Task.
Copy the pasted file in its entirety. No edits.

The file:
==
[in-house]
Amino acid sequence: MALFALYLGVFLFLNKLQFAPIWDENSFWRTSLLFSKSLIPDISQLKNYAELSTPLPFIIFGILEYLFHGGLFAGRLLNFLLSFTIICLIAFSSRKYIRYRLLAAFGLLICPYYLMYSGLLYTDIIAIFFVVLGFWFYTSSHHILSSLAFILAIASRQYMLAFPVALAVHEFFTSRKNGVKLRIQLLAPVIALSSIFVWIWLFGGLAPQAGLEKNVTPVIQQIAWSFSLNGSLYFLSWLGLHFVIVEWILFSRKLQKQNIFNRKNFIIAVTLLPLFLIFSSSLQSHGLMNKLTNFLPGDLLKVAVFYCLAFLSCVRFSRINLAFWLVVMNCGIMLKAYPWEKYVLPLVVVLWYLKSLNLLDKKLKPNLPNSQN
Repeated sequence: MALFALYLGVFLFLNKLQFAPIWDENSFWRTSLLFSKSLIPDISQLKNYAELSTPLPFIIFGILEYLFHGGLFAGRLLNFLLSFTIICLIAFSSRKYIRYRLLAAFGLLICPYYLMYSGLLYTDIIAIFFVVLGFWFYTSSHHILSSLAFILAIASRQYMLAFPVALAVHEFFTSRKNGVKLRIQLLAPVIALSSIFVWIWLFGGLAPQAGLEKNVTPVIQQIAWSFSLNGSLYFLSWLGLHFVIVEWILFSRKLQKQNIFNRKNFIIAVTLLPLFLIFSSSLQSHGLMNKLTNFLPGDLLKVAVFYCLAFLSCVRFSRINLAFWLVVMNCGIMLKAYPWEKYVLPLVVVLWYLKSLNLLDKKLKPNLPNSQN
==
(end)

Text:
[in-house]
Amino acid sequence: MALFALYLGVFLFLNKLQFAPIWDENSFWRTSLLFSKSLIPDISQLKNYAELSTPLPFIIFGILEYLFHGGLFAGRLLNFLLSFTIICLIAFSSRKYIRYRLLAAFGLLICPYYLMYSGLLYTDIIAIFFVVLGFWFYTSSHHILSSLAFILAIASRQYMLAFPVALAVHEFFTSRKNGVKLRIQLLAPVIALSSIFVWIWLFGGLAPQAGLEKNVTPVIQQIAWSFSLNGSLYFLSWLGLHFVIVEWILFSRKLQKQNIFNRKNFIIAVTLLPLFLIFSSSLQSHGLMNKLTNFLPGDLLKVAVFYCLAFLSCVRFSRINLAFWLVVMNCGIMLKAYPWEKYVLPLVVVLWYLKSLNLLDKKLKPNLPNSQN
Repeated sequence: MALFALYLGVFLFLNKLQFAPIWDENSFWRTSLLFSKSLIPDISQLKNYAELSTPLPFIIFGILEYLFHGGLFAGRLLNFLLSFTIICLIAFSSRKYIRYRLLAAFGLLICPYYLMYSGLLYTDIIAIFFVVLGFWFYTSSHHILSSLAFILAIASRQYMLAFPVALAVHEFFTSRKNGVKLRIQLLAPVIALSSIFVWIWLFGGLAPQAGLEKNVTPVIQQIAWSFSLNGSLYFLSWLGLHFVIVEWILFSRKLQKQNIFNRKNFIIAVTLLPLFLIFSSSLQSHGLMNKLTNFLPGDLLKVAVFYCLAFLSCVRFSRINLAFWLVVMNCGIMLKAYPWEKYVLPLVVVLWYLKSLNLLDKKLKPNLPNSQN